So, maybe you read in the New York Times that Teach for America alumni are a bunch of burned out deadbeats who have dropped out of civil society in favor of whatever it is that burned out deadbeats do when they stop teaching. I mean, the Times didn't use those exact words, per se, but the attitude was there and that was kind of the slant of the article.
The actual gist was essentially that TFA alumni (those who complete their two year commitments) have lower rates of civic engagement - as measured by voting, charitable giving, etc - than those who leave the program early or are accepted to the program but opt not to join, according to a study out of Stanford. Eduwonk has a pretty good take on the study here that shows the picture may not be quite as bleak as the Times makes it out to be.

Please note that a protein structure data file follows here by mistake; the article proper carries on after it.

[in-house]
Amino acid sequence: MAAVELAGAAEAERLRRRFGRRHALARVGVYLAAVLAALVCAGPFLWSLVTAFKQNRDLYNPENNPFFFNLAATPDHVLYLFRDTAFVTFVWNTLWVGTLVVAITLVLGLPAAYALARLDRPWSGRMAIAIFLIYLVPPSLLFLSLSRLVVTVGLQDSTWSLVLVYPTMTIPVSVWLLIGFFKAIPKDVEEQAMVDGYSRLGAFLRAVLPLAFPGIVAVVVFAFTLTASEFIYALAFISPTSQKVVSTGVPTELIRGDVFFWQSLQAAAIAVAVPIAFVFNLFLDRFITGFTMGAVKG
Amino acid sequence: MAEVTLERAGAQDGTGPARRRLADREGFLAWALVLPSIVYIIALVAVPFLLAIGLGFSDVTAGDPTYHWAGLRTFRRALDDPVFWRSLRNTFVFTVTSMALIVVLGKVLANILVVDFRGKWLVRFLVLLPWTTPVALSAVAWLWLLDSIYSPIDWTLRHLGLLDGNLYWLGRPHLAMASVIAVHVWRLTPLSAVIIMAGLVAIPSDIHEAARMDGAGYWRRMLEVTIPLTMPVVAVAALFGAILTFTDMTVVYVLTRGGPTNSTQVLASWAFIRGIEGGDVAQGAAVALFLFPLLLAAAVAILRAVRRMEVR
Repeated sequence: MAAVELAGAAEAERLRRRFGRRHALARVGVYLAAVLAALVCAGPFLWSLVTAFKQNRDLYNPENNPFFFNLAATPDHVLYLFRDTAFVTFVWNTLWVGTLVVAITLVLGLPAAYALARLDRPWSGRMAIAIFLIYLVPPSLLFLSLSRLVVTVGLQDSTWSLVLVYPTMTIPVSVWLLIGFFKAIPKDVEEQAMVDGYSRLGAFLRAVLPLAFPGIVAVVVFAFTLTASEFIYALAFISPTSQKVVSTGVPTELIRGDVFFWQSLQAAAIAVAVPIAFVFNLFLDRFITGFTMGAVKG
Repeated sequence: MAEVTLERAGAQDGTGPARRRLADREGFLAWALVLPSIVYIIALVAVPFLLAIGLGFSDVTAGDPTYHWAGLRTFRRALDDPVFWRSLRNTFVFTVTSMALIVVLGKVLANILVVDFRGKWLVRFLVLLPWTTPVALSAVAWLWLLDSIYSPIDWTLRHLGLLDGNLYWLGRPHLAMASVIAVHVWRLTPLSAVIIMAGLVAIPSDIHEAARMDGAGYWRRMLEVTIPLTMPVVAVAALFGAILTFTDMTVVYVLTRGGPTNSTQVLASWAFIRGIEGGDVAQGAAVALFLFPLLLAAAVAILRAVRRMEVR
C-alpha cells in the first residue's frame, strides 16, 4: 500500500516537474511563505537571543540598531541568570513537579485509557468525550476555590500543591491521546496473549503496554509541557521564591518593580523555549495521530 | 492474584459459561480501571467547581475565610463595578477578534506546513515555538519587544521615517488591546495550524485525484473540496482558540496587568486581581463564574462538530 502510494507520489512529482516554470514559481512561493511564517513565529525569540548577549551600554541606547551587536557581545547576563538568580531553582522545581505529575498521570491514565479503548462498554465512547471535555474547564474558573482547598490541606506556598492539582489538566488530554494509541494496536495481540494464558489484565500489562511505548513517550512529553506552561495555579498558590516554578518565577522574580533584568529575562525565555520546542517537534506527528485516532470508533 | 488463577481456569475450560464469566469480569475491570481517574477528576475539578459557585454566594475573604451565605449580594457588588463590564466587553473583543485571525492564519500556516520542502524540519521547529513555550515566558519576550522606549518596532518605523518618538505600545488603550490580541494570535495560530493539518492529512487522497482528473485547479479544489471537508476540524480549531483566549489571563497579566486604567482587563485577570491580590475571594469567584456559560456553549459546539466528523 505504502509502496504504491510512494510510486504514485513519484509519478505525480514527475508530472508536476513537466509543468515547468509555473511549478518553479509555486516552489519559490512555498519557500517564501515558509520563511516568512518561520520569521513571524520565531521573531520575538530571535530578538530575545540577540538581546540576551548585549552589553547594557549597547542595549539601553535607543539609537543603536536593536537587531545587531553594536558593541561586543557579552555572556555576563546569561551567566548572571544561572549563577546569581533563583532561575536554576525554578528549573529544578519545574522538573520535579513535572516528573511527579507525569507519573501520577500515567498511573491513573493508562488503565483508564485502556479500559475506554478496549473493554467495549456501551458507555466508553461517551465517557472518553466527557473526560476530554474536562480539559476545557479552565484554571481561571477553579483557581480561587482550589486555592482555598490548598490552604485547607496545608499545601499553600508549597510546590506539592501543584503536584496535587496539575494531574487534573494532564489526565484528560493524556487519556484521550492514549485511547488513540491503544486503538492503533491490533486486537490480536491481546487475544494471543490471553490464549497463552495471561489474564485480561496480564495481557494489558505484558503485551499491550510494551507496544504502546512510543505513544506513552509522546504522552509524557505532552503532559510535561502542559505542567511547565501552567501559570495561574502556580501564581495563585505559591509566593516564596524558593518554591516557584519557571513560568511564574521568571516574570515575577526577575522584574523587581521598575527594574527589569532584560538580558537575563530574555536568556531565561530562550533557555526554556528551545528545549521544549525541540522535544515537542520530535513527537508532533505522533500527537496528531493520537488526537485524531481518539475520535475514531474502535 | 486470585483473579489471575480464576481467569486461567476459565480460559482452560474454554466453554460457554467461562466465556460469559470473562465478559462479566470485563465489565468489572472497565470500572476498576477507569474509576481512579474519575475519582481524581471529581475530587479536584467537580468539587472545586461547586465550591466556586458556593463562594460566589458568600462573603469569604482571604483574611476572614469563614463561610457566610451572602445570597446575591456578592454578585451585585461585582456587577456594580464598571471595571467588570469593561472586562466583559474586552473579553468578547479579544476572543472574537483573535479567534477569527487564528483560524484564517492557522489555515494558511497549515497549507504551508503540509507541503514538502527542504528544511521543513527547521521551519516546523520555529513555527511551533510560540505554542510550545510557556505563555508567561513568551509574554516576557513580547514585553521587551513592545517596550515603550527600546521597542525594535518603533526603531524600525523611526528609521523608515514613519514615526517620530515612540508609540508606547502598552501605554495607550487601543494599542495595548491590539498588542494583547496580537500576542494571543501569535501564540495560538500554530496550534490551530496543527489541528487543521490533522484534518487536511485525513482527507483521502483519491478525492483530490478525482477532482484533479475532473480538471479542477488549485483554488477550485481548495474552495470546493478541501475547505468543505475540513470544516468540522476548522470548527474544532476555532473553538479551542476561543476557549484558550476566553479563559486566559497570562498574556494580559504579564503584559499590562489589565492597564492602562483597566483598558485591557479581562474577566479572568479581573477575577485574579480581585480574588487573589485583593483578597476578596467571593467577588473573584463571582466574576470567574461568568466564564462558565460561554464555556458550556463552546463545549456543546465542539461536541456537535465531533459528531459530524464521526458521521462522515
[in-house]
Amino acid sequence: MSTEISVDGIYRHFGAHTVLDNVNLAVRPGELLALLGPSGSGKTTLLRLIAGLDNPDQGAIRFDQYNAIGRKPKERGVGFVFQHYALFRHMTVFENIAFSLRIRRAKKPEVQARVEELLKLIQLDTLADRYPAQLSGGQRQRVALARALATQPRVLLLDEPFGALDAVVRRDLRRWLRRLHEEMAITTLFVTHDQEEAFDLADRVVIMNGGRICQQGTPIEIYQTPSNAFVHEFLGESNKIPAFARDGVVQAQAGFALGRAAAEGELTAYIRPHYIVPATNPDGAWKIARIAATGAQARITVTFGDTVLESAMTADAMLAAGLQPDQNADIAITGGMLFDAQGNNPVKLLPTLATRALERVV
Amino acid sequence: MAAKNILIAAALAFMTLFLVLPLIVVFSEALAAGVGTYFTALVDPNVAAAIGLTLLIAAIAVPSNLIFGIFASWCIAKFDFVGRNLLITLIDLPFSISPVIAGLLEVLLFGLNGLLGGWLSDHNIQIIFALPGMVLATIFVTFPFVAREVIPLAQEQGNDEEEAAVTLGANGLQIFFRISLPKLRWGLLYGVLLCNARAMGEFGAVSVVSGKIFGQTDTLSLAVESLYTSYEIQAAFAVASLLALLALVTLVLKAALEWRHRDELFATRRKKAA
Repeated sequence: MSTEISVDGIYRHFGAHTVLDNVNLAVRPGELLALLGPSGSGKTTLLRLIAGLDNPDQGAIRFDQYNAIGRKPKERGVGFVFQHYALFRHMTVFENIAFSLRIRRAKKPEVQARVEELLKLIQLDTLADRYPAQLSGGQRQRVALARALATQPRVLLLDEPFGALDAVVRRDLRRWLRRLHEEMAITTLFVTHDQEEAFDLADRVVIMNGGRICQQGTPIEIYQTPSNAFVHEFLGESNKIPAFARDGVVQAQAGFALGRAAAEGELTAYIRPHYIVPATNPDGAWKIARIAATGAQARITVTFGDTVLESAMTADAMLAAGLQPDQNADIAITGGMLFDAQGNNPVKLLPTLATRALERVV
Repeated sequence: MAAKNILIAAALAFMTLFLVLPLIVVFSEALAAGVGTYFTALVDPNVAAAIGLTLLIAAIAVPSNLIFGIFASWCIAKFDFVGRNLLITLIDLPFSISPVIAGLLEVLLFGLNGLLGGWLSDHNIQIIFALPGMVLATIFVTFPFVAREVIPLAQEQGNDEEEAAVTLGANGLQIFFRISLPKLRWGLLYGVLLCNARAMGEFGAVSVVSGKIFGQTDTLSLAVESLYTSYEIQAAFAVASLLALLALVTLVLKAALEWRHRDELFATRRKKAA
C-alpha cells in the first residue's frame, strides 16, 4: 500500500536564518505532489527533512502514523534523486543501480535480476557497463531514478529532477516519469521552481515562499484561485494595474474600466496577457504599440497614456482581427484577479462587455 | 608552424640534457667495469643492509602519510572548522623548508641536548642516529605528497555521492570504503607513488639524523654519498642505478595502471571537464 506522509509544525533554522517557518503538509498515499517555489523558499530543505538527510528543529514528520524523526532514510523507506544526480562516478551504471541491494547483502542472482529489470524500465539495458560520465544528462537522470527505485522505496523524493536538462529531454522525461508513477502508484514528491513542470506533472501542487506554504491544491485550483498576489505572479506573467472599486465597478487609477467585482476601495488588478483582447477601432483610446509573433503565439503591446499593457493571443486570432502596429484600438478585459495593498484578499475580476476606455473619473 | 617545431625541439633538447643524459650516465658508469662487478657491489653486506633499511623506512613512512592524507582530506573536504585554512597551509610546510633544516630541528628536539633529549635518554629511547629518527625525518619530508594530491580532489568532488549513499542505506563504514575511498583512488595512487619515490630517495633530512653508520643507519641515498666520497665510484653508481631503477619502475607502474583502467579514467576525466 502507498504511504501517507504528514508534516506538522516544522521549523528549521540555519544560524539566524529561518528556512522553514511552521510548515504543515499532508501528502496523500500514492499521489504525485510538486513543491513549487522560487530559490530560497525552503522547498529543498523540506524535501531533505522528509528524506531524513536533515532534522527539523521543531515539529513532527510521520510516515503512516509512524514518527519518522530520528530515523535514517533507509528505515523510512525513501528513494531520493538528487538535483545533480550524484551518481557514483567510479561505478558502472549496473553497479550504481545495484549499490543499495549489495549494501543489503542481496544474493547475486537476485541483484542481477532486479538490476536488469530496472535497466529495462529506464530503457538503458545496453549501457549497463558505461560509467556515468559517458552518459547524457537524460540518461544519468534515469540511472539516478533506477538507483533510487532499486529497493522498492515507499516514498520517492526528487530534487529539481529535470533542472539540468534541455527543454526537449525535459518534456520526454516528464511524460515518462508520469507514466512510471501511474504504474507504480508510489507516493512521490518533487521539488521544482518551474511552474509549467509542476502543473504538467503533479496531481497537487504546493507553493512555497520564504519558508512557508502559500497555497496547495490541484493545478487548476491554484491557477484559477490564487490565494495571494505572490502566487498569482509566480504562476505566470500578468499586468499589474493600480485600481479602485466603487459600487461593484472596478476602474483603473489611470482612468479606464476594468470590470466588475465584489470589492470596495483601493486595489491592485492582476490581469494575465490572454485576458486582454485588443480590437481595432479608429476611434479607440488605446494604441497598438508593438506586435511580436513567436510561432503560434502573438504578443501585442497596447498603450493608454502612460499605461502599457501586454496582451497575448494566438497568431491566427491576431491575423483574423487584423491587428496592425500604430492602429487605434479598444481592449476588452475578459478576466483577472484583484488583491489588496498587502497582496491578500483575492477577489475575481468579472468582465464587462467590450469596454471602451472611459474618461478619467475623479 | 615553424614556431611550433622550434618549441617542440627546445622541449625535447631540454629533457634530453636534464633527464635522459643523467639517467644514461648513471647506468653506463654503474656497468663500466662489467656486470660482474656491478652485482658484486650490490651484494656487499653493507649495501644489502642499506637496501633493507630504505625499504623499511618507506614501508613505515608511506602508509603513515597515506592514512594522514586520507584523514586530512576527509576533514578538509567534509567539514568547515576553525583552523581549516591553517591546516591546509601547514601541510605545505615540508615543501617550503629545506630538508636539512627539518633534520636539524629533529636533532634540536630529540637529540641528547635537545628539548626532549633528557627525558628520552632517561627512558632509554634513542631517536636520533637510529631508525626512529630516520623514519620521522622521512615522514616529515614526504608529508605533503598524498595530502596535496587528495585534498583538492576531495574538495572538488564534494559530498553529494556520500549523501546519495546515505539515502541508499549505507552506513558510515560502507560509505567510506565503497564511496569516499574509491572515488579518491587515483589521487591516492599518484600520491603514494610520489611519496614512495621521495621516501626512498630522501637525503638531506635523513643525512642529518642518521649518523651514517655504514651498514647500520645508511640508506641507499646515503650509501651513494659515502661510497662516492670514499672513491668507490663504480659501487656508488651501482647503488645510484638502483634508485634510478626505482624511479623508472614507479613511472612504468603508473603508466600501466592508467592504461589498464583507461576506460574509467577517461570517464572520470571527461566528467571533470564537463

What it boils down to really is that TFA does an excellent job identifying and recruiting people who are and are going to be engaged in their communities - voting rates even among the deadbeat crowd are nearly double the national average - but that the TFA experience itself doesn't help get people more involved in a broadly defined way.
I don't want to be an apologist, but I don't see that as a very big deal. The alumni are still more likely to be involved than the average person and they're also much more likely to be involved in educational issues. Given the goal of the organization (to transform and improve education from both within and outside the classroom), the dip in charitable giving is something that I can deal with.